“Our visibility and reach has been extended as a result of a rebranding and focus on product quality,” Mirchandani picks up in the present day. “A primary focus on the latter has always been our value proposition, as we have understood the sticky nature of the local consumer.”
The rebranding effort has helped Avnash affirm its status as an industry leader amongst multinationals, but the real success story lies in the Company’s internal refinement, improving its products, its processes, and its distribution channels.
“Leading companies always speak of running along the lines of systems. The world’s industrial giants have found systemically the best means of achieving continuous output, and this is the trend that we follow,” Mirchandani says. “Moving from a person-based to a system-based structure is a beautiful evolution, especially when the history of the Company retains so much knowledge of the business culture’s nuances.
“This allows us to be progressive and traditional, taking key factors into account to tailor systems to the context.”
When it comes to progression, Mirchandani places human resources as the most critical contributor, capitalising on local labour skills and the rich educational heritage that Ghana has.
“With more than 80 percent of its workforce as local – as well as the understudies and partnerships with leading universities in place – Avnash pursues engagement with the talent pipeline so as to cultivate and ensure sustainable growth for both enterprise and employee,” he details. “Our prowess in a sector that inherently generates thousands of jobs – combined with an entrepreneurial youth – leads to both innovation and thriving employment, and in creating a wider, interconnected ecosystem.”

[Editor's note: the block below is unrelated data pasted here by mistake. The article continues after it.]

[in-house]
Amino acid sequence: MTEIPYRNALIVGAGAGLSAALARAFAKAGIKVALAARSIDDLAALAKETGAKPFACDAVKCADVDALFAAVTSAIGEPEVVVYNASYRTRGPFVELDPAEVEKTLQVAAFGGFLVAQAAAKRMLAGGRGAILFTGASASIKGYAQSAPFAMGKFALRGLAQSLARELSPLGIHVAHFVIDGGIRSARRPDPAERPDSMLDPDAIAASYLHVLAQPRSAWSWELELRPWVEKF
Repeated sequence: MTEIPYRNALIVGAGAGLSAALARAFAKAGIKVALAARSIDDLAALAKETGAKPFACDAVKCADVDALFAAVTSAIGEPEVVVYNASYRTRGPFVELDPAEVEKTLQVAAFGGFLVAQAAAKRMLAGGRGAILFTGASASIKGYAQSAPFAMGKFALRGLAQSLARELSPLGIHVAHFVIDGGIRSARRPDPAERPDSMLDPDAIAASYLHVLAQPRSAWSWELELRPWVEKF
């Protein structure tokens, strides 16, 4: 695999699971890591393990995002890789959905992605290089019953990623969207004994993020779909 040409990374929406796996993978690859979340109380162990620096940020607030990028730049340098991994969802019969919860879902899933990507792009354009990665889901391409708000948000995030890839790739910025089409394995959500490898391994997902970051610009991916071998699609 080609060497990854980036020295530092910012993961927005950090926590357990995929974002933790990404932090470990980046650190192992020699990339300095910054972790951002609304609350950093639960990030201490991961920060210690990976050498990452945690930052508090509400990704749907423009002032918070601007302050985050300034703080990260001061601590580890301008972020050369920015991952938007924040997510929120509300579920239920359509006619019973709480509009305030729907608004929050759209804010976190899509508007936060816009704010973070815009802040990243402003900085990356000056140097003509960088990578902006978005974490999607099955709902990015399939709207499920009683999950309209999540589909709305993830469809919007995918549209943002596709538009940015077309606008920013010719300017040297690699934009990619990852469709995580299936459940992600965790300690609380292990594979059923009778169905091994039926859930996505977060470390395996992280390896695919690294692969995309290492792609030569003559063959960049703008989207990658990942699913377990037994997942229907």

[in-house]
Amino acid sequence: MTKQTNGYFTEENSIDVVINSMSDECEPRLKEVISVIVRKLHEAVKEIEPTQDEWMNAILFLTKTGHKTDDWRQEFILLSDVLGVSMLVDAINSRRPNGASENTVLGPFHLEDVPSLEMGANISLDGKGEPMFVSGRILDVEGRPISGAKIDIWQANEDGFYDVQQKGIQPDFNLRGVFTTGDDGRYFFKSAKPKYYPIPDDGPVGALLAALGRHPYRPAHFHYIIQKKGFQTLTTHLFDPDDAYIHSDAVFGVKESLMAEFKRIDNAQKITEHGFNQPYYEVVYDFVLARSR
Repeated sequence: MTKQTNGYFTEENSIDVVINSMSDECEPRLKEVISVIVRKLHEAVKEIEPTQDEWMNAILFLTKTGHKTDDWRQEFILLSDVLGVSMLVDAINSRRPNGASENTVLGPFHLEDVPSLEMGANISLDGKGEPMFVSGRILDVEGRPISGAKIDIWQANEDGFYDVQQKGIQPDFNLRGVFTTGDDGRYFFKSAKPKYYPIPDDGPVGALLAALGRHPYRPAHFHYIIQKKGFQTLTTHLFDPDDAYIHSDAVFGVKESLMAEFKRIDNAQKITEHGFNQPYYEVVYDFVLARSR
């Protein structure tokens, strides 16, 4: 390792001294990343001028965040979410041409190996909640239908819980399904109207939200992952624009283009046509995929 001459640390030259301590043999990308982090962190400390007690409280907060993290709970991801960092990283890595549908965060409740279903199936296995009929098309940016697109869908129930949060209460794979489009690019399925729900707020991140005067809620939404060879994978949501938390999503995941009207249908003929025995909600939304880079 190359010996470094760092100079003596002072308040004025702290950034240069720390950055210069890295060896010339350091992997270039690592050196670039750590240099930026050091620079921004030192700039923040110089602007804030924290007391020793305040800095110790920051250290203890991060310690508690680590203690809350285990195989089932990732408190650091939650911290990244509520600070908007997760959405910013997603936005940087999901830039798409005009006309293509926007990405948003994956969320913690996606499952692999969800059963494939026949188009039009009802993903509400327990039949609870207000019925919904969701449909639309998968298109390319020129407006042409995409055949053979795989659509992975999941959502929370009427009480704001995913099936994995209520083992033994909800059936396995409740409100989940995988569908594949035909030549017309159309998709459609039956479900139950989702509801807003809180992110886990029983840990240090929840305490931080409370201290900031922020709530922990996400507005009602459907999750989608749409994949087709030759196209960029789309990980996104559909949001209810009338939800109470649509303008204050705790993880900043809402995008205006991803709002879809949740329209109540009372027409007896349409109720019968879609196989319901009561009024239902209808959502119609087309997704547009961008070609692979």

With a mission to maximise the use of local resources, Avnash places great value on local procurement as well; its supply chain epitomised by close relationships with farmers, millers, aggregators, and other production services.
Mirchandani continues: “As our investments seek to bring prosperity to the common man through our mission, it is foremost that we see prosperity brought about by the harnessing of opportunity. Avnash, having provided a large market as an off-taker, understands that production is the backbone of both its and the nation’s success.
“Business partnerships are endorsed and to be struck by all members of our team who see the avenue to collaborate along the lines of credo, culture, mission, and vision. To this end, Avnash is quite autonomous.”
Continuing on its quest to enrich the country, Avnash’s corporate social responsibility efforts inevitably act as a holistic extension of its business activities, “aligning genuinely with the desire for human happiness”.
In the long-term, it is this ethos that Mirchandani hopes will create one million jobs in Ghana, in providing an immense opportunity for people to actively engage with a business that is large in terms of both size and ambition.
“Our relationships and policies balance discipline and empathy, and this is how we believe all can benefit. Prosperity is, after all, reached only through productivity, which is motivated by these two factors,” he concludes. “Avnash seeks not to solely be an industry player, but a model that showcases the greater position a Company must be in to improve the current state of humanity; a reorientation towards true development.”